With the exception of a few brief altercations back in April, until earlier this month there existed a relatively workable coexistence between the regional government of the North Atlantic Autonomous Region (RAAN) and the self-proclaimed Communitarian Nation of the Moskitia.
That situation changed on June 1 when the lobster season started and hundreds of Miskito men prepared to return to sea in what is the region’s most important economic activity.
But when the lobster companies announced a nearly 60 percent pay cut, allegedly due to falling product demand in the United States, the divers went on strike. Even at last year’s pay of $3.50 per pound, lobster divers said it wasn’t enough to make ends meet. But at $1.50 offered this year, divers said they’d lose money just by stepping on the boat, which charges them for meals, lodging and everything else consumed during their 11 days at sea.
“Why are we going to work if it’s only for the company?” demands lobster diver Carlos Muller.
Earlier this month, several of the lobster divers approached the separatist leaders to seek help mediating a solution. But when the Wihta-Tara got involved, it created a power struggle with regional authorities.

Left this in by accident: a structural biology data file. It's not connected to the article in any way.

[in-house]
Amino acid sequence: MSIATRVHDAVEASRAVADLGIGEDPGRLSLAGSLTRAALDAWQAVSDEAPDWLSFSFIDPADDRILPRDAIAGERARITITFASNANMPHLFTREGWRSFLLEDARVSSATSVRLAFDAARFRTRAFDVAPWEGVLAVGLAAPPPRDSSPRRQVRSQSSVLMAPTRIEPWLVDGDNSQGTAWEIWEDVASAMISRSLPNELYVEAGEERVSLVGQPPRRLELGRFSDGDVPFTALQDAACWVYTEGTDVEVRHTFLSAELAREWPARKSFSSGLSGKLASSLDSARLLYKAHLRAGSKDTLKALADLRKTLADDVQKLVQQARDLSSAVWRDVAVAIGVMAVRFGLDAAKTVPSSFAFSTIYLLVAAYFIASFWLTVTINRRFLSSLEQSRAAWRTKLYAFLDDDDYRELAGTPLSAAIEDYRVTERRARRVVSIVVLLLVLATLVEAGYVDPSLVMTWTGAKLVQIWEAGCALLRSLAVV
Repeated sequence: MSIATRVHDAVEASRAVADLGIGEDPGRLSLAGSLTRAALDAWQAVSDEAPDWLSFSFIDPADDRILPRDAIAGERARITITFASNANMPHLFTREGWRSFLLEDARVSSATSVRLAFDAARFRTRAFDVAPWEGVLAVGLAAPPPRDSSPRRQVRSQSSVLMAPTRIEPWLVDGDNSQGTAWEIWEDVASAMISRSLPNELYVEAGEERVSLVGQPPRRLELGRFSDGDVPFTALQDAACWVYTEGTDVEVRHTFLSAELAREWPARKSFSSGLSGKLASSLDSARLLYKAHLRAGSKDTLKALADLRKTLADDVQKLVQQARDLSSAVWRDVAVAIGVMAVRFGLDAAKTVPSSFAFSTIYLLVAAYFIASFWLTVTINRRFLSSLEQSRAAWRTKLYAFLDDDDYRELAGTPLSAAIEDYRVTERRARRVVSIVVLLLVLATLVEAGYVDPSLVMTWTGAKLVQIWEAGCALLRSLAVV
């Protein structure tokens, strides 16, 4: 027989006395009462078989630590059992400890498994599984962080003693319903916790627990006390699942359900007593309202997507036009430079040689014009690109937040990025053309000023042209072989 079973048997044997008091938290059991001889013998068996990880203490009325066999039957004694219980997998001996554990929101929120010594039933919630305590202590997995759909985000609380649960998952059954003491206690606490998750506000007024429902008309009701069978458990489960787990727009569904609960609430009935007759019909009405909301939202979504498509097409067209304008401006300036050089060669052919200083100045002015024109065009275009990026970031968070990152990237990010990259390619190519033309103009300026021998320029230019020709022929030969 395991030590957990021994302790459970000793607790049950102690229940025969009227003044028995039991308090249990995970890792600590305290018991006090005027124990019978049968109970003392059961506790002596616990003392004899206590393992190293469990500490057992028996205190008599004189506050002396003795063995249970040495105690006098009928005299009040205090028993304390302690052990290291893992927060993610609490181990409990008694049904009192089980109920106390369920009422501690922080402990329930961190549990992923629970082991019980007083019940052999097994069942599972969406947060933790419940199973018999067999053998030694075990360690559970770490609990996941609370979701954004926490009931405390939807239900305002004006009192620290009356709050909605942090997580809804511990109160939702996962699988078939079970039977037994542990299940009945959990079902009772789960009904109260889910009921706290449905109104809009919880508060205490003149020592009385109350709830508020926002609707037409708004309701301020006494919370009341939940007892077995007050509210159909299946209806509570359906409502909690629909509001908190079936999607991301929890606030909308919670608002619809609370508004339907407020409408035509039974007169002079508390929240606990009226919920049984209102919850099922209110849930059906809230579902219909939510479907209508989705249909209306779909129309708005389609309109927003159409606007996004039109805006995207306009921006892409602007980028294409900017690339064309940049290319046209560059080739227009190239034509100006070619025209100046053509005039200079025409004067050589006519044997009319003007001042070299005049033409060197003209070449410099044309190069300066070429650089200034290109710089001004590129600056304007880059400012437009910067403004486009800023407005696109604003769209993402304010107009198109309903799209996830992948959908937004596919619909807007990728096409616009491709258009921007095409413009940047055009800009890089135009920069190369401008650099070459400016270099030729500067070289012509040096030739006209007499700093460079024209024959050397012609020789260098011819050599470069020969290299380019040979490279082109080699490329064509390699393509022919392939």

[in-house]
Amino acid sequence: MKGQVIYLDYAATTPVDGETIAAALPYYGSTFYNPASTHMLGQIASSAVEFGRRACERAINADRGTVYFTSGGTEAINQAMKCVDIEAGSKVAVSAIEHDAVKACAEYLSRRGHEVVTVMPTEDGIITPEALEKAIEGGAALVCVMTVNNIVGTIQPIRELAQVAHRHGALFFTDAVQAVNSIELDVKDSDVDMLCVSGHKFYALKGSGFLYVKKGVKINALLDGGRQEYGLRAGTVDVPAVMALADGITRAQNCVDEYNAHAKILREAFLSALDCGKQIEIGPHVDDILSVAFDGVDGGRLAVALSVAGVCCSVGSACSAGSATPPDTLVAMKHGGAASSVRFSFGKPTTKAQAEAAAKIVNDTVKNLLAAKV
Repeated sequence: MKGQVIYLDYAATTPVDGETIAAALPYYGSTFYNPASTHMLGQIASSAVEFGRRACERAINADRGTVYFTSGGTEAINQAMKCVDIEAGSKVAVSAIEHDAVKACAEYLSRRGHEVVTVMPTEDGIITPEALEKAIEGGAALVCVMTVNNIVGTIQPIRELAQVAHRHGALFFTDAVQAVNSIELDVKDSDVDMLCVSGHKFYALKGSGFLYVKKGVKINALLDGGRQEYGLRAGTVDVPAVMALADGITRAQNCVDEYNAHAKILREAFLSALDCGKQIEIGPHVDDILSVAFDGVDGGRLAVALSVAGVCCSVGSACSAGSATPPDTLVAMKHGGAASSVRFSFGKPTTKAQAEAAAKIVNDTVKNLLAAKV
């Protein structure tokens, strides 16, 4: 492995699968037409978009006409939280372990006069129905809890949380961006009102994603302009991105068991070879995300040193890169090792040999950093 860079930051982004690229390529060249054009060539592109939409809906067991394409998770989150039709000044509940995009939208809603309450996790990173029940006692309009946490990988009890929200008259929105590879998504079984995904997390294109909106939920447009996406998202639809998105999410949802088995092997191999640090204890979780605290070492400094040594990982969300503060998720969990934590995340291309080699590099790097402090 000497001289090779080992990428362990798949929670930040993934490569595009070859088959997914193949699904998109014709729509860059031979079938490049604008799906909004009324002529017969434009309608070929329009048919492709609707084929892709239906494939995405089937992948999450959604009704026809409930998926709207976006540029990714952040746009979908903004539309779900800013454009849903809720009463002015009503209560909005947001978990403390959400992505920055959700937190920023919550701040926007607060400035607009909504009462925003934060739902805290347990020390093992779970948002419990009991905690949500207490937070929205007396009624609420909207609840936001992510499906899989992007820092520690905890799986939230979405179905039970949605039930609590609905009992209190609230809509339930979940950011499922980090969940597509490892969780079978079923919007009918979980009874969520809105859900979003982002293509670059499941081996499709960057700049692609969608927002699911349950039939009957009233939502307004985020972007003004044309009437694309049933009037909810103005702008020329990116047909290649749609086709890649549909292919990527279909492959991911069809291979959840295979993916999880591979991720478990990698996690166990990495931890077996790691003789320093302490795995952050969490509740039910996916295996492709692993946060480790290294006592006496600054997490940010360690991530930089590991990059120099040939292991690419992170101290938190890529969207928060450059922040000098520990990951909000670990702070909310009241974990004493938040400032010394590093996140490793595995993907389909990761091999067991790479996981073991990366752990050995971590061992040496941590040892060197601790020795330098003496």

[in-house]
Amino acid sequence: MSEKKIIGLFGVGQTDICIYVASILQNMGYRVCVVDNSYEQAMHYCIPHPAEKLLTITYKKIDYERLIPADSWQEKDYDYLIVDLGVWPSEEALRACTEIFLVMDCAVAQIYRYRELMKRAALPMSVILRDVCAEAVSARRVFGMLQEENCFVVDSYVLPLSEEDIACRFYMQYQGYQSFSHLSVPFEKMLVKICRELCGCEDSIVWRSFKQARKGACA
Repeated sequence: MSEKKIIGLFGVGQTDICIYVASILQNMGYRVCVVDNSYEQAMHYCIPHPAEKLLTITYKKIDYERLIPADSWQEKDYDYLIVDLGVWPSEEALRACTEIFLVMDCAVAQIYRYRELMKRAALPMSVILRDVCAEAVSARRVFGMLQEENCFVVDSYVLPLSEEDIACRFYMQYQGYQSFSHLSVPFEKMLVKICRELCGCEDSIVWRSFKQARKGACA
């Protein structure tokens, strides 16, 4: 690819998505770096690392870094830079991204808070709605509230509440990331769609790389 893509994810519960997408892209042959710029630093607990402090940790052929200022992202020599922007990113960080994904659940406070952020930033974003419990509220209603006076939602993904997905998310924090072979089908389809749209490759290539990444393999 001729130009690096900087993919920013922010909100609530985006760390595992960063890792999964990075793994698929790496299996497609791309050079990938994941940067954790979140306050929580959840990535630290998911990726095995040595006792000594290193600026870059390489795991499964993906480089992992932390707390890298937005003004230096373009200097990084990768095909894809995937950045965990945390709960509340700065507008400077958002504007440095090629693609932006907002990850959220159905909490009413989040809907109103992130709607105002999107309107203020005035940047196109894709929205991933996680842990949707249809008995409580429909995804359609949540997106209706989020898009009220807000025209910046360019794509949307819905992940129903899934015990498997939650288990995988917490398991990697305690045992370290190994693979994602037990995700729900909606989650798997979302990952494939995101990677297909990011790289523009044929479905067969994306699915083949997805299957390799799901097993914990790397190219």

The Sandinista government accuses the separatists of inciting unrest, vandalism and property destruction. The mayor has already led two protest marches on Bilwi, chanting “Down with the Wihta-Tara!”
Tensions escalated to new levels June 13 when separatists marched on the mayor’s office and accused him and other government officials of lying to the lobster divers and acting in cahoots with the fishing companies. When the mayor went out into the street to talk to the protesters, the group took him captive and brought him to a nearby Moravian church where he was held for more than 12 hours as lobster divers tried to force his support for their demands.
With the help of riot police, Mayor Espinoza was eventually able to escape unharmed. But the separatists claim at least six protesters were shot by police in the hours that followed, resulting in one death. Espinoza says the victims were probably shot by gang members, not the police.
Vilma Reyes, spokeswoman for the National Police in Managua, told The Nica Times this week that the incident was being investigated but no official information has been made available.
Despite being blamed for inciting unrest, the Wihta-Tara claims the separatist leaders have kept the situation from spiraling out of control.
“If it weren’t for us, the divers would have sunk all the lobster boats and more people would be dead,” Rev. Williams said. “We called for peace and they listened.”
Generations of Exploitation
For independence leaders, the issue of lobster divers risking their lives by going to unsafe depths with faulty equipment, no training, inadequate safety conditions and for miserable pay is indicative of the exploitation on the Caribbean coast.